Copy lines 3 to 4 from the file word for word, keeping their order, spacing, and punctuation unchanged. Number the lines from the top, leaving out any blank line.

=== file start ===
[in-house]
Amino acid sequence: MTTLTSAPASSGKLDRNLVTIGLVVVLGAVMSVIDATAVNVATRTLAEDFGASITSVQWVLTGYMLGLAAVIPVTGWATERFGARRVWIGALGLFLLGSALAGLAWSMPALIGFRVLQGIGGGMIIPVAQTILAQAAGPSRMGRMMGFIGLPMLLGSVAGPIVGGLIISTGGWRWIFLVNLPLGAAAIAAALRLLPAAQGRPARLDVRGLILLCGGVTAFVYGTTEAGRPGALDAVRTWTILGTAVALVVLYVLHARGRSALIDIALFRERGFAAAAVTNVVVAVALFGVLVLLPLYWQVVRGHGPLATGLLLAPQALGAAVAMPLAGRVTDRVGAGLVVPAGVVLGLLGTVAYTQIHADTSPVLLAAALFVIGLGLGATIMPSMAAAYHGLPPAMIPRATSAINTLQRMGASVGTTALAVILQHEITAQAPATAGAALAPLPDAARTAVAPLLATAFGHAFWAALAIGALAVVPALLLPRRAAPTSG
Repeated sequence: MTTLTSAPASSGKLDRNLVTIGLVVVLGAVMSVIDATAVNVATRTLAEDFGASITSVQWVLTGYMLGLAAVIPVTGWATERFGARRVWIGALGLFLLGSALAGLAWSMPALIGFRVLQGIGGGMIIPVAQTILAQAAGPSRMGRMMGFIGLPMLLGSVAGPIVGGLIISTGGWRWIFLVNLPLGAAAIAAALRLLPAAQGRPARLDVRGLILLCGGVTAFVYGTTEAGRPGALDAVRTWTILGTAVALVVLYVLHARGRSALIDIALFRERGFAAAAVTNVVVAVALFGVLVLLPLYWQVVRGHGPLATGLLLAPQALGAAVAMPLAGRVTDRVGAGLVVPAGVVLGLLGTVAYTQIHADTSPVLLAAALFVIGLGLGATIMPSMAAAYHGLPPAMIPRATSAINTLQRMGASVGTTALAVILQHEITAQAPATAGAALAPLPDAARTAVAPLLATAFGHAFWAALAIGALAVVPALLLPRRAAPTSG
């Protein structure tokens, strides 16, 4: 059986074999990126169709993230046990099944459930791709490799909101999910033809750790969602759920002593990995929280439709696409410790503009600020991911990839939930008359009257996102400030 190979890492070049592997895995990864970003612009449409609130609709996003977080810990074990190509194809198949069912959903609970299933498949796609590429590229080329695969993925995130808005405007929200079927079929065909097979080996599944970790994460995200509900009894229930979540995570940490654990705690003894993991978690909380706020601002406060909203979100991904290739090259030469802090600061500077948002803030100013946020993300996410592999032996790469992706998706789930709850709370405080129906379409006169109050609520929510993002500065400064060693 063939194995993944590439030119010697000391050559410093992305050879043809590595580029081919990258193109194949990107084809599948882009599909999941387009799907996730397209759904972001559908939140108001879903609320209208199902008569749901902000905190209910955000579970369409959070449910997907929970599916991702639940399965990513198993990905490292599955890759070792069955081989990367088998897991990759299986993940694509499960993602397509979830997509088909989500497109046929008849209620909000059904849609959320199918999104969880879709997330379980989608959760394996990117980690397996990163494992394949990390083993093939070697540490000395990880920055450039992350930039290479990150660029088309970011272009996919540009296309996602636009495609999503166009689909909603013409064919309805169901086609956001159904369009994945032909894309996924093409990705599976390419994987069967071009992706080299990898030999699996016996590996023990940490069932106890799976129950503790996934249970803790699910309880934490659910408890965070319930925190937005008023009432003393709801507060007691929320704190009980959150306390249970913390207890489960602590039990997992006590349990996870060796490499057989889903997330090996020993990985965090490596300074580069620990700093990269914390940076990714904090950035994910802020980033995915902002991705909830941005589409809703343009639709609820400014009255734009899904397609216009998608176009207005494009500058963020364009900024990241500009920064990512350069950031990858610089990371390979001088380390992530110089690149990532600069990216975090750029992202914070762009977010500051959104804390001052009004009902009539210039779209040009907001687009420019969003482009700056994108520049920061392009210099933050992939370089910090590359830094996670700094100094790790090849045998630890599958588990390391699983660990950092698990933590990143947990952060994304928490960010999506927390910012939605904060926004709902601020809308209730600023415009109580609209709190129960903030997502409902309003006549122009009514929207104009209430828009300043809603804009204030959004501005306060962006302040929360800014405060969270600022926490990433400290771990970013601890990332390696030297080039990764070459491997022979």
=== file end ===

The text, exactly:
Repeated sequence: MTTLTSAPASSGKLDRNLVTIGLVVVLGAVMSVIDATAVNVATRTLAEDFGASITSVQWVLTGYMLGLAAVIPVTGWATERFGARRVWIGALGLFLLGSALAGLAWSMPALIGFRVLQGIGGGMIIPVAQTILAQAAGPSRMGRMMGFIGLPMLLGSVAGPIVGGLIISTGGWRWIFLVNLPLGAAAIAAALRLLPAAQGRPARLDVRGLILLCGGVTAFVYGTTEAGRPGALDAVRTWTILGTAVALVVLYVLHARGRSALIDIALFRERGFAAAAVTNVVVAVALFGVLVLLPLYWQVVRGHGPLATGLLLAPQALGAAVAMPLAGRVTDRVGAGLVVPAGVVLGLLGTVAYTQIHADTSPVLLAAALFVIGLGLGATIMPSMAAAYHGLPPAMIPRATSAINTLQRMGASVGTTALAVILQHEITAQAPATAGAALAPLPDAARTAVAPLLATAFGHAFWAALAIGALAVVPALLLPRRAAPTSG
């Protein structure tokens, strides 16, 4: 059986074999990126169709993230046990099944459930791709490799909101999910033809750790969602759920002593990995929280439709696409410790503009600020991911990839939930008359009257996102400030 190979890492070049592997895995990864970003612009449409609130609709996003977080810990074990190509194809198949069912959903609970299933498949796609590429590229080329695969993925995130808005405007929200079927079929065909097979080996599944970790994460995200509900009894229930979540995570940490654990705690003894993991978690909380706020601002406060909203979100991904290739090259030469802090600061500077948002803030100013946020993300996410592999032996790469992706998706789930709850709370405080129906379409006169109050609520929510993002500065400064060693 063939194995993944590439030119010697000391050559410093992305050879043809590595580029081919990258193109194949990107084809599948882009599909999941387009799907996730397209759904972001559908939140108001879903609320209208199902008569749901902000905190209910955000579970369409959070449910997907929970599916991702639940399965990513198993990905490292599955890759070792069955081989990367088998897991990759299986993940694509499960993602397509979830997509088909989500497109046929008849209620909000059904849609959320199918999104969880879709997330379980989608959760394996990117980690397996990163494992394949990390083993093939070697540490000395990880920055450039992350930039290479990150660029088309970011272009996919540009296309996602636009495609999503166009689909909603013409064919309805169901086609956001159904369009994945032909894309996924093409990705599976390419994987069967071009992706080299990898030999699996016996590996023990940490069932106890799976129950503790996934249970803790699910309880934490659910408890965070319930925190937005008023009432003393709801507060007691929320704190009980959150306390249970913390207890489960602590039990997992006590349990996870060796490499057989889903997330090996020993990985965090490596300074580069620990700093990269914390940076990714904090950035994910802020980033995915902002991705909830941005589409809703343009639709609820400014009255734009899904397609216009998608176009207005494009500058963020364009900024990241500009920064990512350069950031990858610089990371390979001088380390992530110089690149990532600069990216975090750029992202914070762009977010500051959104804390001052009004009902009539210039779209040009907001687009420019969003482009700056994108520049920061392009210099933050992939370089910090590359830094996670700094100094790790090849045998630890599958588990390391699983660990950092698990933590990143947990952060994304928490960010999506927390910012939605904060926004709902601020809308209730600023415009109580609209709190129960903030997502409902309003006549122009009514929207104009209430828009300043809603804009204030959004501005306060962006302040929360800014405060969270600022926490990433400290771990970013601890990332390696030297080039990764070459491997022979």